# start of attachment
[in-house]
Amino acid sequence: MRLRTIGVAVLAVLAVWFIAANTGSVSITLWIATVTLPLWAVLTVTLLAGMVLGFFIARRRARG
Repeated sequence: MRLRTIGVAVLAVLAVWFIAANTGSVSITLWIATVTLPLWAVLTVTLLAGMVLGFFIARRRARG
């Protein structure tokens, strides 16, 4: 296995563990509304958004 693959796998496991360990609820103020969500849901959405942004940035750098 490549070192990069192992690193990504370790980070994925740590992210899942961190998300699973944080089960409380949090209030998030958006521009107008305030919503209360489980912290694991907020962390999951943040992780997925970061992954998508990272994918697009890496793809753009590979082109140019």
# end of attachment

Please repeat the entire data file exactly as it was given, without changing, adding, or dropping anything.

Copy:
[in-house]
Amino acid sequence: MRLRTIGVAVLAVLAVWFIAANTGSVSITLWIATVTLPLWAVLTVTLLAGMVLGFFIARRRARG
Repeated sequence: MRLRTIGVAVLAVLAVWFIAANTGSVSITLWIATVTLPLWAVLTVTLLAGMVLGFFIARRRARG
């Protein structure tokens, strides 16, 4: 296995563990509304958004 693959796998496991360990609820103020969500849901959405942004940035750098 490549070192990069192992690193990504370790980070994925740590992210899942961190998300699973944080089960409380949090209030998030958006521009107008305030919503209360489980912290694991907020962390999951943040992780997925970061992954998508990272994918697009890496793809753009590979082109140019």